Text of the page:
A Couple of Days and Dollars

 

There is only one good reason for running away. Having a couple of days and some money on your hands. Take it from an expert, the other reasons are secondary. Life is hard. Well, life is hard on the road too. I want to follow my dreams. Yeah, my dreams aren't exactly cold motel rooms and lousy food. Home is bad. The world is worse.

So spare time and cash are vital for any endeavor in the art of eloping with your soul. That's why I didn't run away as often as I would have liked to. Not enough money and little vacation time. So every time I left home I had to make it count.

I first ran away at age seven. It didn't last long. I didn't get past the main street of the suburb I stayed in. I forgot my jacket and was stupid enough to go home to get it. My mom cried a bit, spanked me and then gave me ice cream. Maybe that's why I run away sometimes. I always hope that I'll go home to get ice cream. I could do without the spank though.

And so about every two years I would pack the old suitcase and get up and go. Sometimes I would stay at a friend's house, till their mom stopped smiling. My mom's bad enough, I don't need to live with some else's unsmiling mom. A couple times I got a hotel room. A true blood bachelorette pad. I got drunk for the first time in a motel room. Got my first kiss that night too. For some strange reason, I didn't particularly care for that trip. Too many firsts, not enough substance to the whole affair. Home is for meaningless drivel. Running away should be for realizing things of the soul.

The last time I left home was real special, though. Maybe it was because I was old enough. Or maybe it was because I was young enough. Or maybe it was because I felt, in the hollow gullet of the soul, that this was going to be the last time. For whatever reason I decided to make the big plunge. I had always stayed in the suburbs when I strayed. Now I wanted to go into the city. And possibly visit some others. This was going to be my tour of the city. I remembered to pack the mace.

I got on the lemon yellow, puke green 5:08 bullet to the apple. I felt only caterpillars in my stomach---I had done this too often to get nervy. If you think you could have pointed me out of an average crowd, you're wrong. I packed lightly, dressed even lighter. There was no heavy over coat, no layers of clothing. A backpack and a sundress substituted. If you look like a bag lady in training, the cops fell the obligation to talk to you. That usually leads to returning home and/or therapy. Each result has its kicks, I'll tell you that.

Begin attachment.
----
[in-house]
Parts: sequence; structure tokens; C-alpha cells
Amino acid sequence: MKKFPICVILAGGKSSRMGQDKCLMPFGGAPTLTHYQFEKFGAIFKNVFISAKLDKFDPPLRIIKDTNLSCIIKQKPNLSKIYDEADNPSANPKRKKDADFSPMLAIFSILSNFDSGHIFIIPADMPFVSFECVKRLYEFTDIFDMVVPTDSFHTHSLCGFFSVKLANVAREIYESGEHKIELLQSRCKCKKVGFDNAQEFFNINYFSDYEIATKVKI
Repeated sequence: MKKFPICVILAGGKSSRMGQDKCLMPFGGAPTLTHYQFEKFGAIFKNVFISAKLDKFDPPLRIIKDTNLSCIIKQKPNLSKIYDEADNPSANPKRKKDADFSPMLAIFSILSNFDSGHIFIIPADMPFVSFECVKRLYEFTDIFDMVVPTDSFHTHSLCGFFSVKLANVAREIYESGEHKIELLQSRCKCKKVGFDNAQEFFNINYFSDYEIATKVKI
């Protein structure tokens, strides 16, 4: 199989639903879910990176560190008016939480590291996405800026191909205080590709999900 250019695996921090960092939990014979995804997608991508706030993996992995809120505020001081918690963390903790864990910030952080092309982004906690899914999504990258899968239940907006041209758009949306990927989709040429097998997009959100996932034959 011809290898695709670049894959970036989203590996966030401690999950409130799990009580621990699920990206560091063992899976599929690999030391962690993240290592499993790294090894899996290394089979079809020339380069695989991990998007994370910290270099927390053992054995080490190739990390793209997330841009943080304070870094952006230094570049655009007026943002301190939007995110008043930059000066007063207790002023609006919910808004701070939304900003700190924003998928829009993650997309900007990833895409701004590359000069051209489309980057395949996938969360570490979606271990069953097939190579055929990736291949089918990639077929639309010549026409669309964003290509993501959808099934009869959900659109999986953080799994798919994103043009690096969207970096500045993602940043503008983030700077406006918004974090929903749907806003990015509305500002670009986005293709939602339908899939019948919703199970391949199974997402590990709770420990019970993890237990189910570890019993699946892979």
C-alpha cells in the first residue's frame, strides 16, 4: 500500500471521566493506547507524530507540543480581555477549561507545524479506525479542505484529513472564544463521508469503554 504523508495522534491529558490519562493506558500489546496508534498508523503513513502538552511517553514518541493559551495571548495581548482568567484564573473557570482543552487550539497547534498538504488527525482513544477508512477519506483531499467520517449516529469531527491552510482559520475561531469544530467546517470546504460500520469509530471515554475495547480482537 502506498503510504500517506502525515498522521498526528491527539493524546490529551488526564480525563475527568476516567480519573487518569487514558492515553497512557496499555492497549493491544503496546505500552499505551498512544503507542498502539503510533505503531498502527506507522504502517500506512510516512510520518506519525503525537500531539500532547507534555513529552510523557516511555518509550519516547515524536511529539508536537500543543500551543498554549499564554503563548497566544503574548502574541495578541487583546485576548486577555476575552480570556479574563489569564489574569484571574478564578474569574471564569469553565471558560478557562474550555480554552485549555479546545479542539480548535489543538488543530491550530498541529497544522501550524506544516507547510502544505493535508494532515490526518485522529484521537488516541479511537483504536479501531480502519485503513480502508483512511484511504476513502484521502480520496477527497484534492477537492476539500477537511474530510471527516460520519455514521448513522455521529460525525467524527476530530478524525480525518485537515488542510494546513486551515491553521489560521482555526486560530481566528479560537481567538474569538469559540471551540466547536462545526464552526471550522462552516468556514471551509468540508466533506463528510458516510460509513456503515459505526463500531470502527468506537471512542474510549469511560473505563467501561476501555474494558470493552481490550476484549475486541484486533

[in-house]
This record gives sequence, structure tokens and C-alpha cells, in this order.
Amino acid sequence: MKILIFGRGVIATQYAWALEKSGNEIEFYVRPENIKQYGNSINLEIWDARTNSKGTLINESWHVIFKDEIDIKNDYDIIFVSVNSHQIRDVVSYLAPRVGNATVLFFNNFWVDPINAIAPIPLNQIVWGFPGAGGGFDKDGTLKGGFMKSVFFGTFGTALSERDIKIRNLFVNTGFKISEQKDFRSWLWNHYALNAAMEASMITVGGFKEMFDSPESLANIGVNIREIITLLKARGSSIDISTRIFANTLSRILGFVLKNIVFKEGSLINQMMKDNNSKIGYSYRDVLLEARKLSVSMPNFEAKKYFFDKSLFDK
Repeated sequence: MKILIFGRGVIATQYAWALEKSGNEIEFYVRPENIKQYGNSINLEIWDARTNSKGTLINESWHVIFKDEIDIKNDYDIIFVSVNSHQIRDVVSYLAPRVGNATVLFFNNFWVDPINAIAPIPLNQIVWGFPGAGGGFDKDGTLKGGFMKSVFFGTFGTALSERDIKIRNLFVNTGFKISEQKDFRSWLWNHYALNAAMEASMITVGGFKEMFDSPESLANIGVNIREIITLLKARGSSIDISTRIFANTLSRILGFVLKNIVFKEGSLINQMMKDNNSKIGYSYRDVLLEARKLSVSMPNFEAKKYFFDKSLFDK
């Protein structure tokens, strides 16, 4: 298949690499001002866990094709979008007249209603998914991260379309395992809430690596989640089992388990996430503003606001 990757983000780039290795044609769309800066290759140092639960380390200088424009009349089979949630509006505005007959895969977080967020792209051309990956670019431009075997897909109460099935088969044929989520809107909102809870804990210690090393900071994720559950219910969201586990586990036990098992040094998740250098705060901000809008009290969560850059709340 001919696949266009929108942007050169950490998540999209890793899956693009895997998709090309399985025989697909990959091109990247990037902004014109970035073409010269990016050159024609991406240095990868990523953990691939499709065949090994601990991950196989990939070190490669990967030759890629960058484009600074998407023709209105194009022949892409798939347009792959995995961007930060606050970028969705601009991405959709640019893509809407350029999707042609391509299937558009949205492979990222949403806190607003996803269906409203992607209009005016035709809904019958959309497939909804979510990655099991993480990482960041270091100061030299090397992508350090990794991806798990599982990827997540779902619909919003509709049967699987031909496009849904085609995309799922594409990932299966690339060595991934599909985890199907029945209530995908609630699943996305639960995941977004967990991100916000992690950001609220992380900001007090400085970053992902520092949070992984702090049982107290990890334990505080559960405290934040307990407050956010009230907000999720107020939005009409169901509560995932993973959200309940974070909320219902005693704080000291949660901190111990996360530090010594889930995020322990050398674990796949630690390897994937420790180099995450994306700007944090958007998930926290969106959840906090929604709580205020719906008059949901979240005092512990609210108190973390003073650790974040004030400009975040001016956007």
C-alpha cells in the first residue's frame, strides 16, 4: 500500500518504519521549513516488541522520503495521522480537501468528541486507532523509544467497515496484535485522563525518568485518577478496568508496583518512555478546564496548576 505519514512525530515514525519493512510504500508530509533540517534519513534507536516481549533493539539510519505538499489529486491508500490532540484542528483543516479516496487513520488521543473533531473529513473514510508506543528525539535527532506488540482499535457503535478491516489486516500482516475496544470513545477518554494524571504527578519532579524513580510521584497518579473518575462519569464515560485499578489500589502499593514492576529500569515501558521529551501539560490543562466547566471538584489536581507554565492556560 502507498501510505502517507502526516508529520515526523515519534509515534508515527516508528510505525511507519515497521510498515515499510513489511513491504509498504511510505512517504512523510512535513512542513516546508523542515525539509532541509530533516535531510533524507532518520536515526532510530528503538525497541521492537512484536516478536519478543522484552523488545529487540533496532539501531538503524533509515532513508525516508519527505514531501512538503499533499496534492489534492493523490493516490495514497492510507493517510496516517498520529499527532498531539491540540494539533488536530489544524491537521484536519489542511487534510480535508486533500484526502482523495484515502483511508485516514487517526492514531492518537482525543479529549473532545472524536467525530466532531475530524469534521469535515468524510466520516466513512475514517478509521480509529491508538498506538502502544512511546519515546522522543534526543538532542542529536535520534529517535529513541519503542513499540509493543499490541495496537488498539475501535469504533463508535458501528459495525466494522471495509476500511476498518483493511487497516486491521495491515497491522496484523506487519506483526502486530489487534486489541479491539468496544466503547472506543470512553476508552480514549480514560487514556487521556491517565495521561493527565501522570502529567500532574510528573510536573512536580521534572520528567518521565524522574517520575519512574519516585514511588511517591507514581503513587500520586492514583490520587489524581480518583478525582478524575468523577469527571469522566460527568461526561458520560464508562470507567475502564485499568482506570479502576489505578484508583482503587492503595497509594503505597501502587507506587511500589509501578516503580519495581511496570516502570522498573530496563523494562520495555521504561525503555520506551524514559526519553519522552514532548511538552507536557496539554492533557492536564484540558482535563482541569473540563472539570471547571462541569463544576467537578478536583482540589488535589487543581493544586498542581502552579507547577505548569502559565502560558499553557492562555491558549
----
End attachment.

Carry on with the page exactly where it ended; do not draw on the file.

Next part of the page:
I thought a bit on the ride, and then I read the ads on the walls. The model selling cars or insurance---I don't really remember---smiled down at me in a conceited way. I entered a staring contest with the peroxide pretty. I would have won too, but of the feeling I was being watched. I slowing turned in my seat, to see the blonde beauty. She was watching my reaction to her picture. I felt mad, I can tell you that. This crazy chick was running around, looking at people looking at her! Trying to see their damn reaction to her beauty. That's certainly hurting my privacy. I mean, I have a right to be jealous in private don't I? Damn, I don't need the witch of the make up looking at me while I writhe in agony? Okay, not agony but certainly distaste.

She pursed her plump lips. Her plucked eyebrows arched at me. I turned slowly forward. Caught in between two images of her. Like some twisted, non-reflected mirror. Which was the image and which was the real person?

She tapped my shoulder. "Is this seat empty?" She asked in a baby, husky voice.

I looked at the ad of hers. "Yes, I suppose. At least for you."

"Oh, I don't understand." The movement of the train was making her bend in the wind.

"Your picture is being reflected in the seat. That's means that you're sitting there. So I can't stop you from siting back down."

"I'm not the same as her." She said softly.

"You are the model there aren't you?"

"Yeah."

"So that's you." I pointed to the ad.

"No, no. I mean, I'm not that mean."

"She doesn't look mean. She looks princessy, sexy."

Her slipped into the seat. Her eyes grew big in her bony face. For a moment she looked less than perfect. At that moment she became pretty for an instant. "She makes me do bad things." She whispered, confessing to me.

"I don't think I ought to hear this."

"She makes me not eat. And then throw up for hours. So that I'm throwing up pain in dizzying gulps. Then she decides I don't ache enough, and so she cuts my wrists. I don't deserve to be pretty; I'm not skinny enough. She tells me that all the time."

"Tell it to a priest."

She grabbed my hands, and I noticed how thin and scared her wrists were.

"My mom used to read fairy tales to me. I think she's the witch." She whispered in my ear.

I took my head away and shook it.

She pulled up to it again. "The only way to kill the witch is to make her dance in her red hot shoes. I haven't found the shoes. Do you have a pair?"

I opened my mouth to grant them to her. At that moment I felt like the fairy godmother giving her a trip to the ball of life. But then my stop came. I stood up, and walked out. On the platform I waved goodbye. But it was too late. The train had started into the dark tunnel. All I could see was her blonde hair. And then too, it was enveloped.

 

THE END

 

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